Don’t worry if you do not have a camera, most modern smartphones have powerful enough lenses to capture the shots you need. If you need to, basic picture editing software is available and is often available for free, meaning you can tone down the exposure or deepen the blacks. If you have a camera to hand, then this might be the better choice for overall quality of the images. Older or cheap camera phones probably won’t deliver the quality required, so in some cases it's probably worth investing in a modern smartphone or a dedicated camera, especially if you’re listing a car and hoping to get top dollar.


Image Source: @jeremybirenbaum


4. Location & Background


It would be easier to do a photoshoot on your driveway, or parked on the road outside your house, right? The truth is these kinds of locations deliver nothing but distraction to the viewer. For example, other cars in the background will take away the focus from yours. Your location needs to be somewhere where there are no passing cars and minimal distractions in shot.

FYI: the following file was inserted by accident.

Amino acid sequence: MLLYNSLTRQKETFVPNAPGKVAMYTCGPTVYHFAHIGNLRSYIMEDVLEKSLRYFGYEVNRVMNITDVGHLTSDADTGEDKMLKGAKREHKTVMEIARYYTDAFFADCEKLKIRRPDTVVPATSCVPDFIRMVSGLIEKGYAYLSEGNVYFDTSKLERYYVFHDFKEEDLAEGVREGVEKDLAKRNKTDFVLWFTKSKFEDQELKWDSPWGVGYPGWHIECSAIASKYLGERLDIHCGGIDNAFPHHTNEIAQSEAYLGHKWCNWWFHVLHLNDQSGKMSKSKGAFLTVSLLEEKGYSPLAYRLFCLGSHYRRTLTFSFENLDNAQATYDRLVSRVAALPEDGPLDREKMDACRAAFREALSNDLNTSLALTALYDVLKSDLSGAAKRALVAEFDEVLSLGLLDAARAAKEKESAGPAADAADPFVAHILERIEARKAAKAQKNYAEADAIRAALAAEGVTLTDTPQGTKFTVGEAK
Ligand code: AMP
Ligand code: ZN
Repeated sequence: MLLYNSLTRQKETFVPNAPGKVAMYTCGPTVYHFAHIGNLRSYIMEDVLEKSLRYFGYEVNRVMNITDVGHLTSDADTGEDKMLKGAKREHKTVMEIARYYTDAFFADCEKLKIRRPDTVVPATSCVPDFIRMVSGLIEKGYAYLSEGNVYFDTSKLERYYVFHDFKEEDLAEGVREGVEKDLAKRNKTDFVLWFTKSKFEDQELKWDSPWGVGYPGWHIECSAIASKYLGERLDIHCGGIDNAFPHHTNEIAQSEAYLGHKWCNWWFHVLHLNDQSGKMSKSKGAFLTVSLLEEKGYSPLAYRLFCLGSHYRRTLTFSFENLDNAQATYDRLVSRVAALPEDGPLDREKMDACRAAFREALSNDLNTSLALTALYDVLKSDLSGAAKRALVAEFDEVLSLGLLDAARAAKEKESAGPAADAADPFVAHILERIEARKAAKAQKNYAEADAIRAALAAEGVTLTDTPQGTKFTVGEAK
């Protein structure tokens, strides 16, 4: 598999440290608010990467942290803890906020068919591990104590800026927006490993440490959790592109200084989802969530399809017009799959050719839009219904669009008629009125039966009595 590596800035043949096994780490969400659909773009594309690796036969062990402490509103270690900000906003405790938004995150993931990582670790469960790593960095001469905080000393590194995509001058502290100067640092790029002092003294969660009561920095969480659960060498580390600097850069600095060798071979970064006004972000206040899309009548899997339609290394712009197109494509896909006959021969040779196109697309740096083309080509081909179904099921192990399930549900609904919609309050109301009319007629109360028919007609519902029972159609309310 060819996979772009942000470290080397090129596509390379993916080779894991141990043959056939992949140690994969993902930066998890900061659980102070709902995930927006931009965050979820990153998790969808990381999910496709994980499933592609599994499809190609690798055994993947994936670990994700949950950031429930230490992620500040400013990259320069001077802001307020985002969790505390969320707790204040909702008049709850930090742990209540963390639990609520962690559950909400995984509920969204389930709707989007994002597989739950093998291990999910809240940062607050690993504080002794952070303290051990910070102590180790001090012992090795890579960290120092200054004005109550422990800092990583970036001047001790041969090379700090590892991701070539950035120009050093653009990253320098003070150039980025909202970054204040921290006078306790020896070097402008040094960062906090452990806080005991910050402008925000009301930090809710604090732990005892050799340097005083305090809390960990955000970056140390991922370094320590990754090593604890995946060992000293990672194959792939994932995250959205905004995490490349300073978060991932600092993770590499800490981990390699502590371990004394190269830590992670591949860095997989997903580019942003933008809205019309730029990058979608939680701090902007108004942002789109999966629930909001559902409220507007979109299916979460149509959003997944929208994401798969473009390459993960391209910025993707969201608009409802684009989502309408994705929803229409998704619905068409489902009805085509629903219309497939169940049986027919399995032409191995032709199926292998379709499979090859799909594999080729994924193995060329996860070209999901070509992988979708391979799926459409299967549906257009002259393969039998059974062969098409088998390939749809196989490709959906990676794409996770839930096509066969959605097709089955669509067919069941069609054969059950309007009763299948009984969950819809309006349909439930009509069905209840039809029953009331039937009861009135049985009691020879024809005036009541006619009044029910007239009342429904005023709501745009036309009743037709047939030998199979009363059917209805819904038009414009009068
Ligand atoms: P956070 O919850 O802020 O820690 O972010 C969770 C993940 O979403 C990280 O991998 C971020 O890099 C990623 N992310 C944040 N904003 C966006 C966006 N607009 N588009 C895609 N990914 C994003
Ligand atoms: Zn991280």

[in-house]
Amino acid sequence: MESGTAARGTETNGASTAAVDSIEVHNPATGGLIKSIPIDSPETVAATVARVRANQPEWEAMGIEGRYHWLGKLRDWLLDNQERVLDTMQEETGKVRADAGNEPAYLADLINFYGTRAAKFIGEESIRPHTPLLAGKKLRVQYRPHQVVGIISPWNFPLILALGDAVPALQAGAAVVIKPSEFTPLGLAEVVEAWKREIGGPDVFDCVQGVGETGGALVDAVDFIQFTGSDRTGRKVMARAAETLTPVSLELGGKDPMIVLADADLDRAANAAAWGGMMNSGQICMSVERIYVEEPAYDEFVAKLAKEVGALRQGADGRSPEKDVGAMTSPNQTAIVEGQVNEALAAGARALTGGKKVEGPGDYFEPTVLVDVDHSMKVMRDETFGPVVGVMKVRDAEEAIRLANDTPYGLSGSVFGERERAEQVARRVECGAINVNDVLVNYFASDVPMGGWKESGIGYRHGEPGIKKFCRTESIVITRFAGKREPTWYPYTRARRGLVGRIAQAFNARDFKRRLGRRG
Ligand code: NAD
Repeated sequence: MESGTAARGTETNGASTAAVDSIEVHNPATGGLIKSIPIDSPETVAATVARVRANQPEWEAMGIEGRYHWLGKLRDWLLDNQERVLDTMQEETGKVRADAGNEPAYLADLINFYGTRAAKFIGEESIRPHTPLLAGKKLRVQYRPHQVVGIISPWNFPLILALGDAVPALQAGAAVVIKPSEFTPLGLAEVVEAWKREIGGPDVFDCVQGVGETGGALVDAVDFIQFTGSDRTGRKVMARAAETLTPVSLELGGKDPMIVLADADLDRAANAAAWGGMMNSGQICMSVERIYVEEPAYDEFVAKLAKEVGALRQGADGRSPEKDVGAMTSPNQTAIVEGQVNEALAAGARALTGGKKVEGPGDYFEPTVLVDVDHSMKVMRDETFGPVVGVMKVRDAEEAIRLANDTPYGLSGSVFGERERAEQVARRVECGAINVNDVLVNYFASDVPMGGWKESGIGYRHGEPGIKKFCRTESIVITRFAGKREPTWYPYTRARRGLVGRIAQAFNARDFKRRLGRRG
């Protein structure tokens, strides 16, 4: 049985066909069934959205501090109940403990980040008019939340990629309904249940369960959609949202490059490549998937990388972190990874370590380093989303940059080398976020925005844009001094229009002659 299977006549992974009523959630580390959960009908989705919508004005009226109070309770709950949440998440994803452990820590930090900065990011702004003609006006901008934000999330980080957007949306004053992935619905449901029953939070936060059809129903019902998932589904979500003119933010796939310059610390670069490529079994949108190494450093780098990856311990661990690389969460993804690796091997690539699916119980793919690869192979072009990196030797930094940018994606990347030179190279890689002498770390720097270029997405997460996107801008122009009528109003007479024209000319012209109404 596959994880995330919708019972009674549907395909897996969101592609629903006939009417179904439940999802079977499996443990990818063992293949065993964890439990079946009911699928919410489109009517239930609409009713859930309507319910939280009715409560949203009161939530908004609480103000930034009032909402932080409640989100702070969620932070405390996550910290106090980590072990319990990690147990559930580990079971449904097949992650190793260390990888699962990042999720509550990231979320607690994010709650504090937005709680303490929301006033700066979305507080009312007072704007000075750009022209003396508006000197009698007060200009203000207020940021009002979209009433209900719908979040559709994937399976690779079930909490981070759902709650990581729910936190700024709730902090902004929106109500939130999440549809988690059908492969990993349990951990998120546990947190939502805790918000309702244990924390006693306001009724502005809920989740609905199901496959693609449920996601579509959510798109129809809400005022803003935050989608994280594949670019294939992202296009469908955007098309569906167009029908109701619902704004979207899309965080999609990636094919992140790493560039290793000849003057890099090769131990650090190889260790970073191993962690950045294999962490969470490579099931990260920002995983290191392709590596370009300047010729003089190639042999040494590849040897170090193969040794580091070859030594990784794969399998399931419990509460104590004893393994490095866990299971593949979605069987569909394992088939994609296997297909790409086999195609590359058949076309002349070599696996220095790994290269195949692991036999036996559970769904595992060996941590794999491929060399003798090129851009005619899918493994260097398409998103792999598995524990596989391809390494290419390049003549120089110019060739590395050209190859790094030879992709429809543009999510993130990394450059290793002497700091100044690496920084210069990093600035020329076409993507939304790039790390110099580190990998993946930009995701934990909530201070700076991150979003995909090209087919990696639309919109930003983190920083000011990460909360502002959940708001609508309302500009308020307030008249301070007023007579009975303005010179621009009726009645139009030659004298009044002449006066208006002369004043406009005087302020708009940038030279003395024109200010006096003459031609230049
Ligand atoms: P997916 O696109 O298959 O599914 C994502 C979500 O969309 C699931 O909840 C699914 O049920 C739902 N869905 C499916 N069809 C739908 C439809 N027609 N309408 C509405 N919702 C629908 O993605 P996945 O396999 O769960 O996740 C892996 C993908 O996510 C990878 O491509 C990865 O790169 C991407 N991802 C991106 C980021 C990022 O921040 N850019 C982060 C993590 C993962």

Image Source: @jeremybirenbaum


5. Reflections


When you have found the perfect location to take your car photos, you then have to be mindful of the reflections in the paintwork of the car. This is why it's important to find a location that’s wide, open and uncluttered. Be mindful of passing cars, brightly colored objects and even your own reflection. Taking photos at different angles can help minimize and control what will appear on the end result, so experiment and take plenty of shots.


Image Source: @jeremybirenbaum


6. (Optional) Use a tripod


You can pick up a tripod for a few dollars second hand. It doesn't have to do anything too crazy but these tools can really help you take stable shots, reduce blur and sharpen up the image. Using a tripod also gives you time to take the photo, allowing you to get every aspect of the details you need in order to get the maximum impact. The tripod gives you a clear view of what's in the frame before you take the photo. In low-light, exposure times will be longer and it's very difficult to keep your camera steady for longer than a split second without using a tripod.


Image Source: @jeremybirenbaum


7. The money shots


Taking a photo at standard eye level seems the most natural way to take a photo, but it's also the most unflattering angle when taking a picture of a car.